What Defines University Community?
Spectrum Volume 18 Issue 17 - January 18, 1996
To the Editor:
After attending the public forum called by Provost Peggy Meszaros on December 5 for the purpose of addressing concerns within the university about cases of sexual assault and their disposition, one came away feeling that an acute lack of "trust in the system" and how it functions underlies discussions at every point.
This situation points to the lack of a clear consensus about what values and procedures define the Virginia Tech community as well as a great deal of misunderstanding about matters on which agreement is thought to have been achieved or is taken for granted.
When Tech declared an end to the mandatory requirement of enrollment in the Corps and became co-ed in 1962, it set itself on the course of becoming a major land-grant university which was to have a College of Arts and Sciences to balance the existing colleges. This meant putting aside the image of being an institution with a predominantly male military student body enrolled primarily in non-liberal arts curricula.
The questions which arose in my mind then were: what will Tech's identity be now, what traditions will have priority, how will these be determined and how soon will the alumni and the general public understand the new vision? In short, what would the new community to be created look like, and what values and assumptions would underlie it?
To a greater degree than some would care to admit, I see the same unanswered questions arising today. My greatest concern is that Tech does not and may not recognize answers to them even when events and discussions point to solutions.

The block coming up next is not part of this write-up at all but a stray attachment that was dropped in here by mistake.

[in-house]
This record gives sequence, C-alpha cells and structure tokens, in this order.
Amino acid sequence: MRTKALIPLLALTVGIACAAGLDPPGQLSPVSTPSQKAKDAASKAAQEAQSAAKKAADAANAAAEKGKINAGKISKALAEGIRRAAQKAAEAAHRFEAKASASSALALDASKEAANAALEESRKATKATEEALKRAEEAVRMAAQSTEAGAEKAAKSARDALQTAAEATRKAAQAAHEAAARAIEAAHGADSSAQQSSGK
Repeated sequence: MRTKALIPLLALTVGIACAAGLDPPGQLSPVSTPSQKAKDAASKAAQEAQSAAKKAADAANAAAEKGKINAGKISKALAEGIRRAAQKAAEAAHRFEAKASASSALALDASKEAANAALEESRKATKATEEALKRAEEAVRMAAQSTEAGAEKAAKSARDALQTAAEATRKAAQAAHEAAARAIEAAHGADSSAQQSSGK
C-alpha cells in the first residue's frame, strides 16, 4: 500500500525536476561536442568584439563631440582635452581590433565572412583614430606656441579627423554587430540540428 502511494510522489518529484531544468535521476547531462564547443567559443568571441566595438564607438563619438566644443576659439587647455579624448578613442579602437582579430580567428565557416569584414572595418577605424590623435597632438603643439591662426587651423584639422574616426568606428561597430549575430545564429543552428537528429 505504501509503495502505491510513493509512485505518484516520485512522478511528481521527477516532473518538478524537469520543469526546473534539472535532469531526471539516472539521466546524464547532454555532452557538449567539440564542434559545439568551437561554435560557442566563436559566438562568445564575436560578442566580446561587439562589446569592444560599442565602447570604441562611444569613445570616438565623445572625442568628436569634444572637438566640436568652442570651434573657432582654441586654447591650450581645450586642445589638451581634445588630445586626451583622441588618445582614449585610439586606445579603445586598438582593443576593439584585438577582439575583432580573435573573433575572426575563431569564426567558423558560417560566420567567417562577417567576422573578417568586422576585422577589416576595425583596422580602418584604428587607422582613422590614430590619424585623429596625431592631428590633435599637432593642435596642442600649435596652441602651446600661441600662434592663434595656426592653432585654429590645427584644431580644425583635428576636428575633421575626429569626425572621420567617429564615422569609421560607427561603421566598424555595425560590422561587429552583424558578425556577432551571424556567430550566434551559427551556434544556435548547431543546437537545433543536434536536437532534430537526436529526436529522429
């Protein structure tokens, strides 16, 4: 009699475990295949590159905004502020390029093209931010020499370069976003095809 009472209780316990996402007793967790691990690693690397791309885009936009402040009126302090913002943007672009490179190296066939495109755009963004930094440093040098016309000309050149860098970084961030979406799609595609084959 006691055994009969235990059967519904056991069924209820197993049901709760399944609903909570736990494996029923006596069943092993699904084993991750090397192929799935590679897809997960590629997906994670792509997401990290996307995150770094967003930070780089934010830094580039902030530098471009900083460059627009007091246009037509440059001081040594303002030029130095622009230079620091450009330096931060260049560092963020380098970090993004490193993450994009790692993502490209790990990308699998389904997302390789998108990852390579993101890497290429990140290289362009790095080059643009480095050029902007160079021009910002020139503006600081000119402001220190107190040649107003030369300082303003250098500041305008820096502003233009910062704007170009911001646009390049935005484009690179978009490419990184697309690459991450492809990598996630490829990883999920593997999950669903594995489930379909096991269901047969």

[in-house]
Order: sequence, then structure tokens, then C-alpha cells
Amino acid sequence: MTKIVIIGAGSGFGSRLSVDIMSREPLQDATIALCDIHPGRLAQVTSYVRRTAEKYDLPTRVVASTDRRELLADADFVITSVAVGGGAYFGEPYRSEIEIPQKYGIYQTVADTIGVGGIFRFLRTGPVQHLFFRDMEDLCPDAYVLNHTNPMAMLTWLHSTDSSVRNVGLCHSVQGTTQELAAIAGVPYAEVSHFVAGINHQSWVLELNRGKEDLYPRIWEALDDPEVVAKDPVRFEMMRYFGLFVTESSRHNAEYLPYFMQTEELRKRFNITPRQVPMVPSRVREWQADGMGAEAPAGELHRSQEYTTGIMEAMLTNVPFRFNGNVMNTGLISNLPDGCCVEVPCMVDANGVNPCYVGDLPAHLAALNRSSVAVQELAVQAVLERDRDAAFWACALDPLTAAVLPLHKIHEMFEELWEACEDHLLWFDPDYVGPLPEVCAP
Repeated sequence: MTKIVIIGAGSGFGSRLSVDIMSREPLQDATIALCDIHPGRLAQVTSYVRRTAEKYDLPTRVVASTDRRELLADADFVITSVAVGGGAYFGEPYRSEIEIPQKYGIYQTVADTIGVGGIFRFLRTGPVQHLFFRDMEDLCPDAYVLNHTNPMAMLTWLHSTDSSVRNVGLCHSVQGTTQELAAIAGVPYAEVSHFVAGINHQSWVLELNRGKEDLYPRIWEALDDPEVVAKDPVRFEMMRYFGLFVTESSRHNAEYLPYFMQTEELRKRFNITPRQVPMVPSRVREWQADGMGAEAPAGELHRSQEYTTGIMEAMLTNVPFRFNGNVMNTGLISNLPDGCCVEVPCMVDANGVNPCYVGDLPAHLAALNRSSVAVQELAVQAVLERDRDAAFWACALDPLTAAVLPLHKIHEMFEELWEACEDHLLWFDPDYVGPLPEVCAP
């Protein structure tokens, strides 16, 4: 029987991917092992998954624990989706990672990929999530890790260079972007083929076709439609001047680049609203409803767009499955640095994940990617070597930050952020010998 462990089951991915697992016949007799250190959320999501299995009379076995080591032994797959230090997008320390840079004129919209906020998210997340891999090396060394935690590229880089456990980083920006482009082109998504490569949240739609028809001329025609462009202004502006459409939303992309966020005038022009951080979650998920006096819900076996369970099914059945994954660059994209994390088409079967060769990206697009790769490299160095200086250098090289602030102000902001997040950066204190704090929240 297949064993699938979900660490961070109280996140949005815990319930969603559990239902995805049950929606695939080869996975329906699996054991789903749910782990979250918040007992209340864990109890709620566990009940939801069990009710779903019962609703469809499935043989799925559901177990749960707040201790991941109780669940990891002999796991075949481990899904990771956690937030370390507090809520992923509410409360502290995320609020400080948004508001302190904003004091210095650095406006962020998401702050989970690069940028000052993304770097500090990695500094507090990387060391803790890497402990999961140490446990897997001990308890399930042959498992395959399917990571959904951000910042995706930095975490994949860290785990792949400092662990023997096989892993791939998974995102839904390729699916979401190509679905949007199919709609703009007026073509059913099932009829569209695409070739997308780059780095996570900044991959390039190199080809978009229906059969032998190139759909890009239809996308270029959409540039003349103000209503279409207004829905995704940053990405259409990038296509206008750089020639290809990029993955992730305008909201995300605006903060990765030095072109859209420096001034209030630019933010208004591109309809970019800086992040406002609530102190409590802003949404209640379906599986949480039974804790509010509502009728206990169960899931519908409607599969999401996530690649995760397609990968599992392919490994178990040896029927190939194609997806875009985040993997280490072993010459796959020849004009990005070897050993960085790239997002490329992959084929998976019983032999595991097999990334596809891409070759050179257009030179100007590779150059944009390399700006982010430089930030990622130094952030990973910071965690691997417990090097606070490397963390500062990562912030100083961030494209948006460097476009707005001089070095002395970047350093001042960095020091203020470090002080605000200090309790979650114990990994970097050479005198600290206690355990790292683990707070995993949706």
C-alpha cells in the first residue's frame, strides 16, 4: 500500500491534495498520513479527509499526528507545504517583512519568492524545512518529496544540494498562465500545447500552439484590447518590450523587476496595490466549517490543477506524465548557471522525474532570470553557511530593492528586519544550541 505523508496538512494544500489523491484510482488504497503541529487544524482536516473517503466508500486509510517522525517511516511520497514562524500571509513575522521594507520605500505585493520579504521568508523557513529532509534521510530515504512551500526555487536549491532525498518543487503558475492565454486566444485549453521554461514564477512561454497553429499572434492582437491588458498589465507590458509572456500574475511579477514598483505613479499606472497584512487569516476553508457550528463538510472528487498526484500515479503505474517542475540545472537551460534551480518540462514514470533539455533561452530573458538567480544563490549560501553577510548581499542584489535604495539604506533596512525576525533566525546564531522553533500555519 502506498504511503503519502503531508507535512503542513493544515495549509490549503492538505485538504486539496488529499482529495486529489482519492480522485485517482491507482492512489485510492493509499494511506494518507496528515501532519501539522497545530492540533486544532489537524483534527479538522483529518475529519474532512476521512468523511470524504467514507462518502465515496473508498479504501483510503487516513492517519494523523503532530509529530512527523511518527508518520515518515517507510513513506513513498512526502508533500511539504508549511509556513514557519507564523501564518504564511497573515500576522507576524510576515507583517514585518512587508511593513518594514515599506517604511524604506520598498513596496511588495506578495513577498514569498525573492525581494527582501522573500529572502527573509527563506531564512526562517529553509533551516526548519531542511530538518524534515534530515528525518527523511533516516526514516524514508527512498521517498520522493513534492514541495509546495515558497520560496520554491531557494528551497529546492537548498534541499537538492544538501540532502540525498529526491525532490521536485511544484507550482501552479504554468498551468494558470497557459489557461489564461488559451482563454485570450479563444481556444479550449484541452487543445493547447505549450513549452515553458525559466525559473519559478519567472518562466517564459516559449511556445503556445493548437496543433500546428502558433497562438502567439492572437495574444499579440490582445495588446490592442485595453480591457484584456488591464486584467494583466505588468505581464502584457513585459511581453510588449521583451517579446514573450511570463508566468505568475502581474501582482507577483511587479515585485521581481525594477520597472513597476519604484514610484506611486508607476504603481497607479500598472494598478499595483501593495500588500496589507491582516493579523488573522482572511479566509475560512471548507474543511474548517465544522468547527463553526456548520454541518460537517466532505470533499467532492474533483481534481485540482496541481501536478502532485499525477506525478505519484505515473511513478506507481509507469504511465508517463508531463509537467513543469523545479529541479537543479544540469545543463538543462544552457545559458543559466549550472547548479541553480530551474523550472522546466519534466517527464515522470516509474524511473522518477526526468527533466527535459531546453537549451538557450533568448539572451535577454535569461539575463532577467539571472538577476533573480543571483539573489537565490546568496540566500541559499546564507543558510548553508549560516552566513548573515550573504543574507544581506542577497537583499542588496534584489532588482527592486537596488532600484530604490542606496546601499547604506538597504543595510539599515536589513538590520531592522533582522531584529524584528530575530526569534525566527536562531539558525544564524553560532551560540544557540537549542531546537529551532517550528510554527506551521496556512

Building a meaningful community for a large group of diverse people is absolutely essential if that community is to survive the deep divisions which are inevitably present. This process does not happen via technology. The steps involved do not include referring questions to specific offices or asking people to write their suggestions and submit them to those charged with proposing solutions. Nor can its premises be set forth effectively by those who "report to" administrators at the highest level.
Rather, community building results from face-to-face dialogue with students and faculty members and shared experiences which provide a common framework through which everyone can interact. To create this environment requires leadership from those at the highest level, and this leadership must demonstrate the priority it gives to this task. If Tech's budget is truly at risk, Minnis Ridenour alone does not lobby for change-President Torgersen is engaged as well. He must contribute his presence and his time if Tech is going to be successful.
In specific terms, the students and others concerned about issues of sexual assault on this campus are asking no less. For them, the issues which surround this topic should be as important a priority for the administration as the fiscal, political, and administrative health of the university. And it is the active participation of President Torgersen as well as Provost Meszaros which communicates this importance to the rest of the university.
Virginia Tech has as distinguished and competent an administrative team as it has ever had. The faculty is obviously committed to and concerned about education. There is no reason to give up on the actors in the current scenario. What is needed is renewed vigilance and balanced judgment. The moment is not unlike that in a good game of tennis. The score is 30-40, and the "admin" team must win the next point to have a shot at the set. If they can't manage an ace, then they will need to at least prepare for a good rally.
Jean Love Hammond
University Academic Advising Center